21. 21. Clinical Presentation <ul><li>Asymptomatic </li></ul><ul><li>Pallor </li></ul><ul><li>Irritability, exercise intolerance, fatigue, and tachycardia, palpitation, </li></ul><ul><li>Weakness, giddiness </li></ul><ul><li>Koilonychia </li></ul><ul><li>“ Beeturia” </li></ul>
  22. 22. Investigations <ul><li>Hb: - </li></ul><ul><li>Low MCV (78-100 μ m3) </li></ul><ul><li>Low MCH (26-34pg/cell) </li></ul><ul><li>Low MCHC (31-37g/dl) </li></ul><ul><li>Microcytic hypochromic anaemia </li></ul>
  23. 23. Normal Blood Film
  24. 24. MICROCYTES
  26. 26. Continued .. <ul><li>Low serum ferritin </li></ul><ul><li>Male- (30-300 μ g/dl) </li></ul><ul><li>Female (10-200 μ g/dl) </li></ul><ul><li>Low serum iron (30-160 μ g/dl) </li></ul><ul><li>High iron binding capacity (228-428 μ g/dl) </li></ul><ul><li>High erythrocyte protoporphyrin(16-36 μ g/dl) </li></ul><ul><li>High RWD (Red cell Distribution Width) </li></ul><ul><li>(11.5-14.5%) </li></ul><ul><li>Stool for occult blood </li></ul><ul><li>Helminthes inf. </li></ul>
  27. 27. Consequences of Iron Deficiency <ul><li>Increase maternal & fetal mortality . </li></ul><ul><li>Increase risk of premature delivery and LBW . </li></ul><ul><li>Learning disabilities & d elayed psychomotor development . </li></ul><ul><li>Reduced work capacity . </li></ul><ul><li>Impaired immunity (high risk of infection ). </li></ul><ul><li>Inability to maintain body temperature. </li></ul><ul><li>Associated risk of lead poisoning because of pica. </li></ul>
  28. 28. MANAGEMENT OF IDA <ul><li>Oral Iron Therapy </li></ul><ul><li>Parenteral Iron Therapy </li></ul><ul><li>Red cell transfusion </li></ul>
  29. 29. ORAL IRON THERAPY <ul><li>Dose: - 3-6mg/kg of elemental iron in 3 doses </li></ul><ul><li>Hb is raised by 1g/dl with 7-10 days of oral treatment </li></ul><ul><li>As the Hb level rises, erythropoietin stimulation decrease and </li></ul><ul><li>Hence iron absorption is reduced </li></ul><ul><li>6-8 weeks requires to normalize Hb </li></ul><ul><li>At least 6 months therapy should be given </li></ul>
  30. 30. Continued… <ul><li>Ferrous sulphate (37%) </li></ul><ul><li>Ferrous fumarate (33%) </li></ul><ul><li>Ferrous succinate (23%) </li></ul><ul><li>Ferrous gluconate (12%) </li></ul><ul><li>Ferrous carbonate (16%) </li></ul><ul><li>Ferrous Lactate (19%) </li></ul>
  31. 31. Side Effects of Oral Therapy <ul><li>Abdominal discomforts </li></ul><ul><li>Abd. Pain, constipation, nausea,cramps </li></ul><ul><li>Teeth staining </li></ul><ul><li>Failure of therapy </li></ul><ul><li>Non compliance </li></ul><ul><li>Poor absorption </li></ul>
  32. 32. PARENTERAL IRON THEROPY <ul><li>Indications </li></ul><ul><li>-Oral iron intolerance </li></ul><ul><li>-Non compliance </li></ul><ul><li>-Acute need ( Erythropoietin therapy) </li></ul><ul><li>-Chronic GI blood loss </li></ul><ul><li>Iron Req .= 2.3 x Body Wt. x Hb deficit </li></ul><ul><li>+ 500 to 1000mg(for stores) </li></ul>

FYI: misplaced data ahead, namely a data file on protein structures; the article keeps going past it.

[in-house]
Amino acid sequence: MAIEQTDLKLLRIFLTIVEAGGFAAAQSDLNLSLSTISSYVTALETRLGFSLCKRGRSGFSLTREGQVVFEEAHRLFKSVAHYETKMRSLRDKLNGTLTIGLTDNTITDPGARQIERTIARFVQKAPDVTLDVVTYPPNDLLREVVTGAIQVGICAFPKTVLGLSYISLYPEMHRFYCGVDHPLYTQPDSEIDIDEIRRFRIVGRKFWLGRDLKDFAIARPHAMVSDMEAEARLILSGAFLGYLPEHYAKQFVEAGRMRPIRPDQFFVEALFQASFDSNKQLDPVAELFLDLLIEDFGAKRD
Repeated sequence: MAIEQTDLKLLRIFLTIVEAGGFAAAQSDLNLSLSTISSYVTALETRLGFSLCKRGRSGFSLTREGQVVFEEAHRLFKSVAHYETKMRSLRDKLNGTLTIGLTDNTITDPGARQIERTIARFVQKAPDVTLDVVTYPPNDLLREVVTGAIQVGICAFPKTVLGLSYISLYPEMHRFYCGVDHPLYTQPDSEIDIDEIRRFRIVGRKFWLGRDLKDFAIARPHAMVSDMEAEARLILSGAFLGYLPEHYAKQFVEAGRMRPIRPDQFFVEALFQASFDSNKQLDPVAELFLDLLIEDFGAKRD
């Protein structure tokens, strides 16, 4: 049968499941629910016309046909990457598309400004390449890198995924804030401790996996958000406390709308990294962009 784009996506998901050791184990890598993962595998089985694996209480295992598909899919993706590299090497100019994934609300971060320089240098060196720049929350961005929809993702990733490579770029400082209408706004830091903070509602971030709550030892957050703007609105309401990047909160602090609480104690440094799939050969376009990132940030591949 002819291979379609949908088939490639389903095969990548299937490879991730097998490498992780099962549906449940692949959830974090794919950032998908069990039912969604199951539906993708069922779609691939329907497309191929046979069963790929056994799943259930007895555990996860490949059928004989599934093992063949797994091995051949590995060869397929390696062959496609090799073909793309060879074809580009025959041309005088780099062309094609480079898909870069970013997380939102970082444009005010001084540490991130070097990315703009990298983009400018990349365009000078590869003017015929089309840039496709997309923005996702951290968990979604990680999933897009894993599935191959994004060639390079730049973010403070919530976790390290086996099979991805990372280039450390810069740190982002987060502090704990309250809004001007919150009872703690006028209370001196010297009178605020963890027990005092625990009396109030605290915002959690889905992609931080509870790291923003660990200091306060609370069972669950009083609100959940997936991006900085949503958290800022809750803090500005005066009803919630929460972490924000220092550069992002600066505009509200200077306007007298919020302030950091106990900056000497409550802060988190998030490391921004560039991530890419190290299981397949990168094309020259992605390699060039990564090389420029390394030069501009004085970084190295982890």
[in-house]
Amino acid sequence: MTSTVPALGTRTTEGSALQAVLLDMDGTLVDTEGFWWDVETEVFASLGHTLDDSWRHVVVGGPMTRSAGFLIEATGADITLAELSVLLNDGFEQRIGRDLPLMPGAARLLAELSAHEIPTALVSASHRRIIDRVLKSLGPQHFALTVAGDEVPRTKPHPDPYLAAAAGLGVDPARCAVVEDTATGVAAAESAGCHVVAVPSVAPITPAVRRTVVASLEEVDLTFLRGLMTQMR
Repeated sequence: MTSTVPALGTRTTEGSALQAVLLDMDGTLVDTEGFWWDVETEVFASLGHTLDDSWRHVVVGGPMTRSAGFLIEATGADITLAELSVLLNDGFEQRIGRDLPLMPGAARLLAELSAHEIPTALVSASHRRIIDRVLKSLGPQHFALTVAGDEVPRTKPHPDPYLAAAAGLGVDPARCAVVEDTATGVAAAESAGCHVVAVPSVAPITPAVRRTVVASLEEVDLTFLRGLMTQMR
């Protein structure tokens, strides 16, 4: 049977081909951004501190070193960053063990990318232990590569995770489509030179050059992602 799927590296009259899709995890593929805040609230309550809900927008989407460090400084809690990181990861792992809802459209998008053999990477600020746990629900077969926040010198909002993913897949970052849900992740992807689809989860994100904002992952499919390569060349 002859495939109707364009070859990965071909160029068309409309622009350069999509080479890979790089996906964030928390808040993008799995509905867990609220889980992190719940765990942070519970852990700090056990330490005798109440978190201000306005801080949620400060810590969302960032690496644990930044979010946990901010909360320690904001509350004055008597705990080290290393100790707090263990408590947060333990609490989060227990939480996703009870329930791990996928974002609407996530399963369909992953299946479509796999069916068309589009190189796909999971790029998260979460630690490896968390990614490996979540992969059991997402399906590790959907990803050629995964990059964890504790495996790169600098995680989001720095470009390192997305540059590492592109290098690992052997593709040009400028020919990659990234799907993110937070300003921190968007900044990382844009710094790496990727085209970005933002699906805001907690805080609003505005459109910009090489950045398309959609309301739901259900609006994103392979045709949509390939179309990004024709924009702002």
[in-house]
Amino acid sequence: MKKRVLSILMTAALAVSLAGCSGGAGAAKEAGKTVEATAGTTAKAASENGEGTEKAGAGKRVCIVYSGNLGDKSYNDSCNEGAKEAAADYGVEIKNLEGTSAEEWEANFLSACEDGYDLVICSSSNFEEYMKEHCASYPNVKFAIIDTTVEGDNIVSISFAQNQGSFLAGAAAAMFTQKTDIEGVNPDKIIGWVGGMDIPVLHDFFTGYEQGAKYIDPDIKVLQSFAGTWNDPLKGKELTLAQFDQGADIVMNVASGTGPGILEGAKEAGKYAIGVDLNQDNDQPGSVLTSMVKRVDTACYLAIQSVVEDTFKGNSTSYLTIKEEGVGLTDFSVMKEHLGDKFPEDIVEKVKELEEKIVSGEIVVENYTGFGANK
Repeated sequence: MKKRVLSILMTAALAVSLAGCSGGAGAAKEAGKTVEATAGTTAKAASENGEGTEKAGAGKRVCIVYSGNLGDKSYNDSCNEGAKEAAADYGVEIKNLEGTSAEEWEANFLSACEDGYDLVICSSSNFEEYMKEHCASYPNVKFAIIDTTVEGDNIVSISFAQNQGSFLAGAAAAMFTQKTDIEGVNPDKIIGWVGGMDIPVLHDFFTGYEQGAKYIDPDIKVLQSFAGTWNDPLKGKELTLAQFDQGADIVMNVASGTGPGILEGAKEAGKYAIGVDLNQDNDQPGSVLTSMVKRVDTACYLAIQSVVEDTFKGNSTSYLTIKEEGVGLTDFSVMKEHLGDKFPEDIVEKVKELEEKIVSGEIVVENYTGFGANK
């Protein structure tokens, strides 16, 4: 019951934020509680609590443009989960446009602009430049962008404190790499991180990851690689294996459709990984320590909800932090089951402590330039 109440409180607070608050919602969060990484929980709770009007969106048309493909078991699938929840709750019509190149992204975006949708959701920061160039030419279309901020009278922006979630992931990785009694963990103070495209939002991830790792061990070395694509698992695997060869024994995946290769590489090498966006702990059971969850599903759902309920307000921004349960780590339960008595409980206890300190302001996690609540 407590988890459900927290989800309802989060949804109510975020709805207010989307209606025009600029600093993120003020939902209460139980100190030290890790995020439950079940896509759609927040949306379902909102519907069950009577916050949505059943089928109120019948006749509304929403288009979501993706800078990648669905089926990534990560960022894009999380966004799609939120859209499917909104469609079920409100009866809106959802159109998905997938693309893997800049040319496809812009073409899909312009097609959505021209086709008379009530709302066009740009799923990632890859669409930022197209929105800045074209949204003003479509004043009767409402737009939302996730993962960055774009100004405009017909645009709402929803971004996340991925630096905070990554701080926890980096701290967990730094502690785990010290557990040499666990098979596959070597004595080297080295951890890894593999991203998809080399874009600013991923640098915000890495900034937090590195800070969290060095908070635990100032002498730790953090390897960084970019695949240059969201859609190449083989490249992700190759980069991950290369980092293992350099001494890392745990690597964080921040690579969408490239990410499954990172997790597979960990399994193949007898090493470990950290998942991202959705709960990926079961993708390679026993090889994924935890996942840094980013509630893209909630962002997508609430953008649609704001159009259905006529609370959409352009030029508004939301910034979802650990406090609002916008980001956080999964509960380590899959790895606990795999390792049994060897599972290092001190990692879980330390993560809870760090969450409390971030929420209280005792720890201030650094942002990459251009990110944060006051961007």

33. 33. Continued…. <ul><li>Iron dextran (I.V. I.M.) </li></ul><ul><li>Iron gluconate (I.V.) </li></ul><ul><li>Iron sorbitol (I.M.) </li></ul><ul><li>Large dose (>100mg) should be given in </li></ul><ul><li>100 ml of NS or 5% D after test dose (I.V.) </li></ul><ul><li>Side effects: - Hypersensitivity, Anaphylaxis </li></ul><ul><li>Arthralgia, Skin Rash, low </li></ul><ul><li>grade fever </li></ul>
  34. 34. Red Cell Transfusion <ul><li>Indications </li></ul><ul><li>- Symptomatic Anemia </li></ul><ul><li>-Excessive bleeding </li></ul><ul><li>-Immediate Intervention </li></ul><ul><li>One packed cell volume increases appr. 1g/dl of Hb </li></ul>
  35. 35. PREVENTION OF IDA <ul><li>Dietary modification </li></ul><ul><li>Food fortification </li></ul><ul><li>Iron supplementation </li></ul>
  36. 36. PREVENTION OF IDA /2 <ul><li>Diet & nutrition education </li></ul><ul><ul><ul><li>eat more fruits and vegetable </li></ul></ul></ul><ul><ul><ul><li>no coffee or tea with meals </li></ul></ul></ul><ul><ul><ul><li>programmes should be targeted to </li></ul></ul></ul><ul><ul><ul><li>at risk groups </li></ul></ul></ul><ul><ul><ul><li>reduce phytic content of cereals and </li></ul></ul></ul><ul><ul><ul><li>legumes by fermentation </li></ul></ul></ul>
  37. 37. PREVENTION OF IDA /3 <ul><li>S hort term approach : </li></ul><ul><ul><li>s upplementation with iron tablets . </li></ul></ul><ul><li>L ong-term approach : </li></ul><ul><ul><li>f ood fortification with iron either for the whole population (blanket fortification) or for specific target groups like infants. It requires no cooperation from users unlike taking iron supplements. </li></ul></ul>
  38. 38. Which iron form to use? <ul><li>Freely water soluble iron are the most bio-available, but causes unacceptable colour & flavour change in many foods. </li></ul><ul><li>Insoluble iron compounds are inert with no organoleptic effects but it is poorly absorbed </li></ul><ul><li>Cost-wise elemental iron is the cheapest, ferrous sulphate costs 10 times more, but most expensive is EDTA </li></ul><ul><li>Safety is of concern with EDTA & Bovine Hb only because of potential problems </li></ul>
  39. 39. COMMON PRACTICE <ul><li>Ferrous sulphate is commonly used in Rx & prevention of IDA because of good absorption & high bioavailability, but it has its drawbacks </li></ul><ul><li>GIT disturbances & staining of teeth are frequent </li></ul><ul><li>Effects on fortified foods may include: </li></ul><ul><ul><li>Fat oxidation & rancidity </li></ul></ul><ul><ul><li>Colour changes </li></ul></ul><ul><ul><li>Metallic taste </li></ul></ul><ul><ul><li>Precipitation </li></ul></ul>
  40. 40. EXPERIMENTAL COMPOUNDS <ul><li>EDTA ( Ethylene Diamine Tetra-Acetate) molecule has 4 negative charges to which any metal can be attached to form stable complex. The metal incorporated into EDTA can be replaced by a metal of higher affinity or released at a certain PH. </li></ul><ul><li>Food is usually fortified by both Fe-EDTA & Na or Ca EDTA. </li></ul>
  41. 41. HOW EDTA ACTS? <ul><li>Fe EDTA is stable in the acidic PH of the stomach, but dissociate in the alkaline PH of the duodenum releasing ferrous ions ready to be absorbed. w hile the Na-Ca EDTA dissociate in the stomach releasing Na & Ca and taking iron from the food instead to form Fe EDTA which dissociate in the duodenum. </li></ul>
  42. 42. ADVANTAGES OF USING EDTA <ul><li>Iron absorption is 6 times greater than with ordinary methods even in the presence of inhibitors. </li></ul><ul><li>No need to add vitamin C or other promoters to enhance iron absorption. </li></ul><ul><li>No change in colour or flavour of food with EDTA even when stored for long time . </li></ul>
  43. 43. LIMITATIONS of EDTA USE <ul><li>EDTA fortification is 7 times more expensive than ordinary fortification using iron salts. </li></ul><ul><li>Health care providers have little experience with this new technique. </li></ul>
  44. 44. Confusing Chart
  45. 45. Thank You